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Man Given One Year To Live Now Cancer-Free After Immunotherapy Trial | cancer research

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A man with a year to live after being diagnosed with an aggressive form of cancer is now disease-free thanks to a UK trial of a personalized drug regimen.

Robert Glynn, 51, a welder from Worsley, Greater Manchester, said he “wouldn’t be here” if it weren’t for the remarkable results of the immunotherapy trial carried out by the Christie NHS foundation in Manchester.

Glynn was diagnosed with intrahepatic bile duct cancer the day before his 49th birthday in June 2020 after experiencing severe pain in his shoulder, which left him unable to sleep.

Also known as biliary tract cancer, this aggressive condition causes the cells lining the bile ducts to multiply and grow larger than they should. The bile ducts are small tubes that connect the liver, gallbladder and small intestine (intestine). They release bile into the intestines after eating, helping to digest fat.

By the time of Glynn’s diagnosis, the cancer had spread to her adrenal gland and liver, with tumors too large to operate on. It was classified as stage 4, with a dismal prognosis.

“I asked my consultant to be honest and tell me how long I would have if I continued as I was, and she said 12 months,” he said.

Around 1,000 people in the UK are diagnosed with bile duct cancer each year. For those, like Glynn, whose cancer had spread to other organs, only one in 50 people (2%) lived at least five years after diagnosis, according to US studies cited by Liver Cancer UK.

Glynn was referred to Christie, where he was considered a good candidate to participate in a clinical trial of an immunotherapy drug that has already been approved for use in lung, kidney and esophageal cancer. Immunotherapy works by helping the immune system recognize and attack cancer cells.

Pre-treatment analysis of Glynn’s tumor showed that it had a high mutational load (large number of genetic mutations in the cells), suggesting that it might have a good response to treatment.

The treatment, which is given by a drip and helps the person’s own immune system fight the cancer, was combined with standard chemotherapy.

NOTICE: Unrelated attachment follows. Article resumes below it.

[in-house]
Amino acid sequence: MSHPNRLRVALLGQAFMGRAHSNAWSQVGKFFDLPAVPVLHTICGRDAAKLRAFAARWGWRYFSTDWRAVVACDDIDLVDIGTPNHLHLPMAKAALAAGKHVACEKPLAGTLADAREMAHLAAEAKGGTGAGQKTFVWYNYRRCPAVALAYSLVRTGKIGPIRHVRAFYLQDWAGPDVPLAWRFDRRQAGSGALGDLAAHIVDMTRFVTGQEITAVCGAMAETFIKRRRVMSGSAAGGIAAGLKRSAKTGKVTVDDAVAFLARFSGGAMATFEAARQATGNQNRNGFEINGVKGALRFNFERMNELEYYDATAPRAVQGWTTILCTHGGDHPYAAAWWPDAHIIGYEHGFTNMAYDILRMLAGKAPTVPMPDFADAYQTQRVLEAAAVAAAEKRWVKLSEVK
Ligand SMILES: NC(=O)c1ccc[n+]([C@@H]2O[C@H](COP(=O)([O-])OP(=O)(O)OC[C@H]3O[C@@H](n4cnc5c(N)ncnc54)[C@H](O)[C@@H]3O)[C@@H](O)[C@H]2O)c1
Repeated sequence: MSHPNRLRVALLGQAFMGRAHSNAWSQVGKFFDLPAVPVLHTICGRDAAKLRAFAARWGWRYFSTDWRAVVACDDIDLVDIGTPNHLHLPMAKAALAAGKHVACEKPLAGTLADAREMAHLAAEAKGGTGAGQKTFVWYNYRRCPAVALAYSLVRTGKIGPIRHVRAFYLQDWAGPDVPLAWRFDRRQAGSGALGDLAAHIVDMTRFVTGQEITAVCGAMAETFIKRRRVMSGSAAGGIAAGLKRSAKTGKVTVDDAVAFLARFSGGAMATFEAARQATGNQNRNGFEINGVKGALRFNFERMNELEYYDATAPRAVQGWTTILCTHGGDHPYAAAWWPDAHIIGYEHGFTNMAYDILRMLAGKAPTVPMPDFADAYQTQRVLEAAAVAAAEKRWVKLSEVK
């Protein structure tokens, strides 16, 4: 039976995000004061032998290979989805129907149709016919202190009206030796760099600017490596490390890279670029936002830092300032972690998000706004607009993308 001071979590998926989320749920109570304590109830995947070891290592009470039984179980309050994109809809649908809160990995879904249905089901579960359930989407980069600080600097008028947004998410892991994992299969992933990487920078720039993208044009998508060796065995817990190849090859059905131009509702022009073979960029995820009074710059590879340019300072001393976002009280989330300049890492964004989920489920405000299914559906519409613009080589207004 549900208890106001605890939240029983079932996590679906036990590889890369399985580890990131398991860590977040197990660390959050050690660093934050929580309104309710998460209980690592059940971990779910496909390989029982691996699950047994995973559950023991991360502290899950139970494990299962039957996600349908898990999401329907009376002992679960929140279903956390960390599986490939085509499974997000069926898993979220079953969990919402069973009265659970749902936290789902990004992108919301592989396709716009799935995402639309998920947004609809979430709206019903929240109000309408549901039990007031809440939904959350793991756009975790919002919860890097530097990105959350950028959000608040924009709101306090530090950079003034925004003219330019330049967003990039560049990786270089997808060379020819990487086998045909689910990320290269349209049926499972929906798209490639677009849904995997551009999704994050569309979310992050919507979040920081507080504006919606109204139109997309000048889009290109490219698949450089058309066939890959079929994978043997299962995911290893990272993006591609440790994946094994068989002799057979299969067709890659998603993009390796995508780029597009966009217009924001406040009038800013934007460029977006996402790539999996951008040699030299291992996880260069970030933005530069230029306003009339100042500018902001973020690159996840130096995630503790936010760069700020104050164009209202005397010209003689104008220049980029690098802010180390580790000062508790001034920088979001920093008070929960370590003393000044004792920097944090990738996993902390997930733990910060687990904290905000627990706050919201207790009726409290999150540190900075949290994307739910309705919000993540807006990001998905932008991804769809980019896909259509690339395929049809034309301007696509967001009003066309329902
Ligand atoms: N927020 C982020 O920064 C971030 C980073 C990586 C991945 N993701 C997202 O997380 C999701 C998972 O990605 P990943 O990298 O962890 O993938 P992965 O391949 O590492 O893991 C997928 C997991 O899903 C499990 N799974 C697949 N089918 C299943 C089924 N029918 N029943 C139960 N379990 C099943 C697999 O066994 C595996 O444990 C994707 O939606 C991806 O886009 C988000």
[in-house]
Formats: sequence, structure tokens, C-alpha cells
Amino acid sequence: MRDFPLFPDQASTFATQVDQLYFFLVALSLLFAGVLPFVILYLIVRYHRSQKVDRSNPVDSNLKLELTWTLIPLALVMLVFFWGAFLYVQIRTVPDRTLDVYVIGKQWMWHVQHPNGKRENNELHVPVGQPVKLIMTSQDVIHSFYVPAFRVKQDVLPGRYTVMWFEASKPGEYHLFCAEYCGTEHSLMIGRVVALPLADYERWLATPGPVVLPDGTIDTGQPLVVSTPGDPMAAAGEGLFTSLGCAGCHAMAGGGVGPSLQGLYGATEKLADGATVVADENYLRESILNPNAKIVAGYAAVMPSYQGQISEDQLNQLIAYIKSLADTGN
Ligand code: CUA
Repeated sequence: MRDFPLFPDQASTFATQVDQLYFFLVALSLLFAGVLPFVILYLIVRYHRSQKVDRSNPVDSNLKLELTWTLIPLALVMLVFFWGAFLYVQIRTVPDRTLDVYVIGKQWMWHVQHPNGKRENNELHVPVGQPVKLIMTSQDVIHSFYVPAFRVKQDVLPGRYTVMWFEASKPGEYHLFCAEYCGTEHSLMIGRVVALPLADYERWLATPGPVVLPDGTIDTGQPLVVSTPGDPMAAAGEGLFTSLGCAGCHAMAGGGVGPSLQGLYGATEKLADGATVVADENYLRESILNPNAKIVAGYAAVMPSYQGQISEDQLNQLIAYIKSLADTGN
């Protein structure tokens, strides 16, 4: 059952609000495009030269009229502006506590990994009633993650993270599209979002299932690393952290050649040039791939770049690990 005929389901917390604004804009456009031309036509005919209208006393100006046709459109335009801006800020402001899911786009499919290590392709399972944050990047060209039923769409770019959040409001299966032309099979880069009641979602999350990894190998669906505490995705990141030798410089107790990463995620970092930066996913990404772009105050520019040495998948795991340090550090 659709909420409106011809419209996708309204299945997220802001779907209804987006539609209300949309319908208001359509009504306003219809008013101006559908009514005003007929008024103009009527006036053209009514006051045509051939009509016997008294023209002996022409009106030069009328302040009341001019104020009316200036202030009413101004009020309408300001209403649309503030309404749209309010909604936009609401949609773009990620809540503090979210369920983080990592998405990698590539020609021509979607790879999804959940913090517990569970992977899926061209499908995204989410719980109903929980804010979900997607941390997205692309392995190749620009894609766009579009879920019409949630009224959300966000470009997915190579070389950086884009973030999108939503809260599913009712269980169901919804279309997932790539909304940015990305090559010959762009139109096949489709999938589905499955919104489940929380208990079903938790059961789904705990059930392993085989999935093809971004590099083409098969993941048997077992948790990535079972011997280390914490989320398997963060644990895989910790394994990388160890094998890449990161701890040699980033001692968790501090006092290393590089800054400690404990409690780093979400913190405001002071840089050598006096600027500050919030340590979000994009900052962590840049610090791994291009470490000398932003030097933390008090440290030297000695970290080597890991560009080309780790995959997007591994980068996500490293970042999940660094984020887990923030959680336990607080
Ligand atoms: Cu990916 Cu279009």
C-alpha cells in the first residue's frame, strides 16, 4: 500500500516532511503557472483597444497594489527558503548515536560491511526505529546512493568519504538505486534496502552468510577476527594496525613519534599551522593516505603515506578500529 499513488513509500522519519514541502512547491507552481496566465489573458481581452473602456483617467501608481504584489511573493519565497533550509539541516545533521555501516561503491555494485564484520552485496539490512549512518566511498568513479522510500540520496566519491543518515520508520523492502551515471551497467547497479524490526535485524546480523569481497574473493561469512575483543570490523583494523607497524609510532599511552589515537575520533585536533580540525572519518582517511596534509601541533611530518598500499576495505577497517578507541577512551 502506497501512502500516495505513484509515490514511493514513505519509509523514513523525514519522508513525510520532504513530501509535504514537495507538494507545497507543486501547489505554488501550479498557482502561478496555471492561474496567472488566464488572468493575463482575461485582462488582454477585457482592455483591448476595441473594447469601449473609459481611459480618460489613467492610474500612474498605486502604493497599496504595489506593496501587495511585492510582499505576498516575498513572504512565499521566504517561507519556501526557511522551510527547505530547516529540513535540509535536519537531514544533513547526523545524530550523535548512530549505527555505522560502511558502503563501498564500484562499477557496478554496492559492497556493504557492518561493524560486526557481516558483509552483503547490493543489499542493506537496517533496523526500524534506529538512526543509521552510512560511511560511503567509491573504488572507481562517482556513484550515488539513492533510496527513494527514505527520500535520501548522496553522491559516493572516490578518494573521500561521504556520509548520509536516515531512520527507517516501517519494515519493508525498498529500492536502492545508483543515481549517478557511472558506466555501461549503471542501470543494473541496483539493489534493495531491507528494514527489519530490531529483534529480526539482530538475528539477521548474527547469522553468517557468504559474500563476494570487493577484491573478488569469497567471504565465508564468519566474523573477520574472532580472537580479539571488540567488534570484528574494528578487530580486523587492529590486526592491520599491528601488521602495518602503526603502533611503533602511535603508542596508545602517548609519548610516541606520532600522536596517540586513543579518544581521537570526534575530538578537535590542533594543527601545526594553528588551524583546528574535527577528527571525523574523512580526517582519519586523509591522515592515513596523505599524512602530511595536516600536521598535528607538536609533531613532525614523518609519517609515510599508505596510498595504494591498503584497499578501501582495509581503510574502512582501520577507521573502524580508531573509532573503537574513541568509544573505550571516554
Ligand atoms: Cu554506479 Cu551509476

The drug cannot be named due to the experimental nature of this study for bile duct cancer.

The tumor in his liver has shrunk from 12cm to 2.6cm, while the tumor in his adrenal gland has shrunk from 7cm to 4.1cm. This meant Glynn was able to undergo surgery in April to remove her tumors.

The surgeons found only dead tissue, which meant that the treatment had killed all the cancer cells. “They didn’t find any active cancer cells. They tested the tumors twice because they couldn’t believe it,” said Glynn.

“One of Christie’s nurses said it was a miracle. I don’t like that word – I’m just an average guy – but it’s definitely notable. Without the trial I would not be here,” she added.

Since his operation in April of this year, Glynn has not needed any further treatment and his quarterly scans show he is cancer-free.

New studies are now being carried out with more patients, in the hope of changing the treatment of bile duct cancer.

After learning of the obesity-cancer link, Glynn also completely changed her diet, losing ten pounds by cutting out all processed foods, refined sugar, dairy and milk. “It was the kick in the ass I needed to change my life,” he said.

Professor Juan Valle, consultant oncologist at Christie and the world’s leading specialist in biliary tract cancer, said: “Robert did very well with this combination due to his tumor having a high mutation load or a high number of genetic mutations.

“Most patients with this diagnosis don’t have as many mutations in their cancer cells, so treatment won’t be as effective, but it highlights the importance of personalized medicine.

“The results of this research and another larger study are eagerly awaited by colleagues around the world, as they may lead to a change in the way we treat patients like Robert in the future.”

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